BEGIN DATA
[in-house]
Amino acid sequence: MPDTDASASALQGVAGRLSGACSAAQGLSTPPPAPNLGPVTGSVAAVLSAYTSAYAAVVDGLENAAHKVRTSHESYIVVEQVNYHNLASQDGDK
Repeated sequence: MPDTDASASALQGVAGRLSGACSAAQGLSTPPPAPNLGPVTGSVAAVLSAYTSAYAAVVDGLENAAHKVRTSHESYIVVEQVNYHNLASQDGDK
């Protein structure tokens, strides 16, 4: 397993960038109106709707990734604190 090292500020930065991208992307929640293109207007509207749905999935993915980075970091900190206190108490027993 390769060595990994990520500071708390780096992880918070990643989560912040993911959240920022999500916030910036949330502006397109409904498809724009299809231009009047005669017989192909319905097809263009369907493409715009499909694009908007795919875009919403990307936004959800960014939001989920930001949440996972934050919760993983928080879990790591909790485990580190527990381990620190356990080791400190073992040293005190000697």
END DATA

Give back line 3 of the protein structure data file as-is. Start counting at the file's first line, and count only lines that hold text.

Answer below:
Repeated sequence: MPDTDASASALQGVAGRLSGACSAAQGLSTPPPAPNLGPVTGSVAAVLSAYTSAYAAVVDGLENAAHKVRTSHESYIVVEQVNYHNLASQDGDK